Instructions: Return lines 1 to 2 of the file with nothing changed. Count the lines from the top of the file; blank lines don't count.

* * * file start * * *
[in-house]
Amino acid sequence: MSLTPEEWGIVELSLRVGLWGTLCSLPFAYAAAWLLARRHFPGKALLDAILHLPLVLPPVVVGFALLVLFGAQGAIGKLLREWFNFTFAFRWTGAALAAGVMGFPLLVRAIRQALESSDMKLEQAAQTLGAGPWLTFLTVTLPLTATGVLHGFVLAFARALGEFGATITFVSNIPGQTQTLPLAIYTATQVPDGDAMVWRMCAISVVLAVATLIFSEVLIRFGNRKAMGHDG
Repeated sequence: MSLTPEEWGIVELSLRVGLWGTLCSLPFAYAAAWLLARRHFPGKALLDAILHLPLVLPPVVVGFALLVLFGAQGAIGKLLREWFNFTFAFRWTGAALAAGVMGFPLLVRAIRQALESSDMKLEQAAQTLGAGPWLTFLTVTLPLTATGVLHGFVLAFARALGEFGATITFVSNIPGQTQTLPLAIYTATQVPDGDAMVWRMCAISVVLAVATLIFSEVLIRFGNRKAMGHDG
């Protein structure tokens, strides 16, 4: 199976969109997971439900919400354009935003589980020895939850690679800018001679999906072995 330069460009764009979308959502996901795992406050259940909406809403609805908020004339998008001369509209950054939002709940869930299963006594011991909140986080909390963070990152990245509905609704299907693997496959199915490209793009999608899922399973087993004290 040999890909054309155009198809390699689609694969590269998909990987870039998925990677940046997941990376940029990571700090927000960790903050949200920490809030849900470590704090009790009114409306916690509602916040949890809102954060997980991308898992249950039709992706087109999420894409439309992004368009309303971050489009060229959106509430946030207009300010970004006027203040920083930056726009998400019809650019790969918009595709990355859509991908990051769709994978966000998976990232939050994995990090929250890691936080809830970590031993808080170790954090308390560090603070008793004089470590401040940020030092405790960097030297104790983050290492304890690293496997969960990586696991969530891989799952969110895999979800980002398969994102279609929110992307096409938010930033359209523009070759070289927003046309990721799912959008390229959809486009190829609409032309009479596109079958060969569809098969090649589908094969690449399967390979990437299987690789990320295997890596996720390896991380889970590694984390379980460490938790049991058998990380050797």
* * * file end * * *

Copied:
[in-house]
Amino acid sequence: MSLTPEEWGIVELSLRVGLWGTLCSLPFAYAAAWLLARRHFPGKALLDAILHLPLVLPPVVVGFALLVLFGAQGAIGKLLREWFNFTFAFRWTGAALAAGVMGFPLLVRAIRQALESSDMKLEQAAQTLGAGPWLTFLTVTLPLTATGVLHGFVLAFARALGEFGATITFVSNIPGQTQTLPLAIYTATQVPDGDAMVWRMCAISVVLAVATLIFSEVLIRFGNRKAMGHDG